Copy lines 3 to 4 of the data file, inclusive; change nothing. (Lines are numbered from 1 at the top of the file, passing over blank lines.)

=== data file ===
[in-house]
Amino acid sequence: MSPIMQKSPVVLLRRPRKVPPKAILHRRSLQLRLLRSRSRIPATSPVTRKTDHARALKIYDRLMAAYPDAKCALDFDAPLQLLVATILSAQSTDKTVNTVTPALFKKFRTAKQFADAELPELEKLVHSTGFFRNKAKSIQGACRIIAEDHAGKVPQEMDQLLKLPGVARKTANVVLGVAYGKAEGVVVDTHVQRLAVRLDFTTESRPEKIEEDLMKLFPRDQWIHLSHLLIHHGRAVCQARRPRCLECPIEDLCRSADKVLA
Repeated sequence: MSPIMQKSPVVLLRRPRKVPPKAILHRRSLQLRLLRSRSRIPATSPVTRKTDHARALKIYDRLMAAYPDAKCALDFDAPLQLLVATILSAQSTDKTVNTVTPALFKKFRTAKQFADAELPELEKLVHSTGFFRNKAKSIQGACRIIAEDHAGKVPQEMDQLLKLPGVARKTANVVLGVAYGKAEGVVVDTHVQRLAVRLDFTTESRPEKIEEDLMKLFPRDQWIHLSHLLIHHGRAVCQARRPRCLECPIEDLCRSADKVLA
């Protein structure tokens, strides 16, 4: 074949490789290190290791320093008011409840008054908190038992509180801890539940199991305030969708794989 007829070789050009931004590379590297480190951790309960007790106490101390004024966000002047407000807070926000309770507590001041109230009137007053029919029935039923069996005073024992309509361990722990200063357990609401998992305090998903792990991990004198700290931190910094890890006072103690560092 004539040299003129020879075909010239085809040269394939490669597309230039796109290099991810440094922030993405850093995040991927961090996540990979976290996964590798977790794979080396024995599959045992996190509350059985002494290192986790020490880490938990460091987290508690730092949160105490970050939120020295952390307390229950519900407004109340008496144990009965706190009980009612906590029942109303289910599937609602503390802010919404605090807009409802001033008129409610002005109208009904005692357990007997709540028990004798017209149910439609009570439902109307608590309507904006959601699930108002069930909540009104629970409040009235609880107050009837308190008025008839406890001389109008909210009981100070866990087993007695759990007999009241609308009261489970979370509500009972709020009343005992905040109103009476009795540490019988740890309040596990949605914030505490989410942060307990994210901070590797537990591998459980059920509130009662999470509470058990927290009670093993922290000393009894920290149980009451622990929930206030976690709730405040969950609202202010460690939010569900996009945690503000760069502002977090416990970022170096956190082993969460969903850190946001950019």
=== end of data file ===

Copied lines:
Repeated sequence: MSPIMQKSPVVLLRRPRKVPPKAILHRRSLQLRLLRSRSRIPATSPVTRKTDHARALKIYDRLMAAYPDAKCALDFDAPLQLLVATILSAQSTDKTVNTVTPALFKKFRTAKQFADAELPELEKLVHSTGFFRNKAKSIQGACRIIAEDHAGKVPQEMDQLLKLPGVARKTANVVLGVAYGKAEGVVVDTHVQRLAVRLDFTTESRPEKIEEDLMKLFPRDQWIHLSHLLIHHGRAVCQARRPRCLECPIEDLCRSADKVLA
């Protein structure tokens, strides 16, 4: 074949490789290190290791320093008011409840008054908190038992509180801890539940199991305030969708794989 007829070789050009931004590379590297480190951790309960007790106490101390004024966000002047407000807070926000309770507590001041109230009137007053029919029935039923069996005073024992309509361990722990200063357990609401998992305090998903792990991990004198700290931190910094890890006072103690560092 004539040299003129020879075909010239085809040269394939490669597309230039796109290099991810440094922030993405850093995040991927961090996540990979976290996964590798977790794979080396024995599959045992996190509350059985002494290192986790020490880490938990460091987290508690730092949160105490970050939120020295952390307390229950519900407004109340008496144990009965706190009980009612906590029942109303289910599937609602503390802010919404605090807009409802001033008129409610002005109208009904005692357990007997709540028990004798017209149910439609009570439902109307608590309507904006959601699930108002069930909540009104629970409040009235609880107050009837308190008025008839406890001389109008909210009981100070866990087993007695759990007999009241609308009261489970979370509500009972709020009343005992905040109103009476009795540490019988740890309040596990949605914030505490989410942060307990994210901070590797537990591998459980059920509130009662999470509470058990927290009670093993922290000393009894920290149980009451622990929930206030976690709730405040969950609202202010460690939010569900996009945690503000760069502002977090416990970022170096956190082993969460969903850190946001950019």